Dr. Edmund Land had taken a picture of his young daughter and her friends at her birthday party when she said "I wish there were an instant picture camera daddy. We could see the pictures right now." "Well honey, I have to take the film down to the drug store and they will make it into pictures and then we can look at them."

    "But daddy, we'll have to wait until the rest of the roll is used and that won't be until maybe Christmas or Easter. Our trip to the beach last summer is on it too.

    Chagrined, Dr. Land admitted that he had been very lax in getting latent images to the drug store. "Alright dear, I'll work in my lab tonight and see what develops." "Daddy, your so funny."

    Dawn just breaking, Dr. Land ,frustrated and exhausted mutters to himself as he spreads the last of many batches of developer on an exposed image "Darn kids now-a-days, always want everything right now, no patience at all.  I should be working on something useful like polarized  lingerie."

    The lab is a mess of gooey chemicals, the floor littered with test strips. Land peels apart the last test picture and finds nothing - just the pale yellow scrap paper he was using for film. "Drat! Who the heck but kids wants instant pictures anyway? It's nice to go down to the drug store now and then, see people, get out of the house."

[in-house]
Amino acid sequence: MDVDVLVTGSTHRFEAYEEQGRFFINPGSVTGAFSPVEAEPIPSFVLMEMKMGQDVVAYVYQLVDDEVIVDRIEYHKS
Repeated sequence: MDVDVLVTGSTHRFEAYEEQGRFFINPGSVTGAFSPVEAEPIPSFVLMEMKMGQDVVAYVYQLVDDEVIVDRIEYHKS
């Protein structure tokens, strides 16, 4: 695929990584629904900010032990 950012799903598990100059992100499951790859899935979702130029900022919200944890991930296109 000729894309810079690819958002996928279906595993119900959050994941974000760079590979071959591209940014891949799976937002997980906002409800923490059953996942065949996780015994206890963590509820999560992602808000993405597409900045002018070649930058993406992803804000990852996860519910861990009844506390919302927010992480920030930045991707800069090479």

Later at breakfast an astonished Dr. land finds some of his yellow test strips stuck to the refrigerator. Notes are written on them: "pick up laundry," "call for hair appointment," and "take film to drug store." "What the...!"

    His wife pours him coffee and says "I found these little sticky papers all over the lab floor dear. They stick well but come right off again - great for posting notes."

    Lookaround Panoramic Cameras and Gallery:
    http://www.keva.com/lookaround


    Photographia Obsessivus
    By:  Palma Allen pix@palmaallen.com © 1998 Palma Allen

    General Description:  Photographia Obsessivus
    This observant, solar and tungsten powered creature can be found generating images at any time with an attached box-like contraption(s). It feeds on a plethora of film, paper, chemicals, contracts and goodies. It prefers currency. The Obsessivius is considered friendly but it has been known to shoot flames when its path is intercepted. Although it is usually seen during daylight it can slump into hiding. Some varieties have been discovered playing with their food, especially currency.

    Varieties
    Zoomclickerus Stockum
    This is the most versatile and worldly of the Obsessivus varieties. It can be quite friendly and will usually share its food when approached. However, since currency is rare, it prefers to save it for later (usually under rocks).Image-generating abilities are remarkably high.  When conditions are prime, the popular Stockum can produce an abundance of images. This is the best time to approach the Stockum.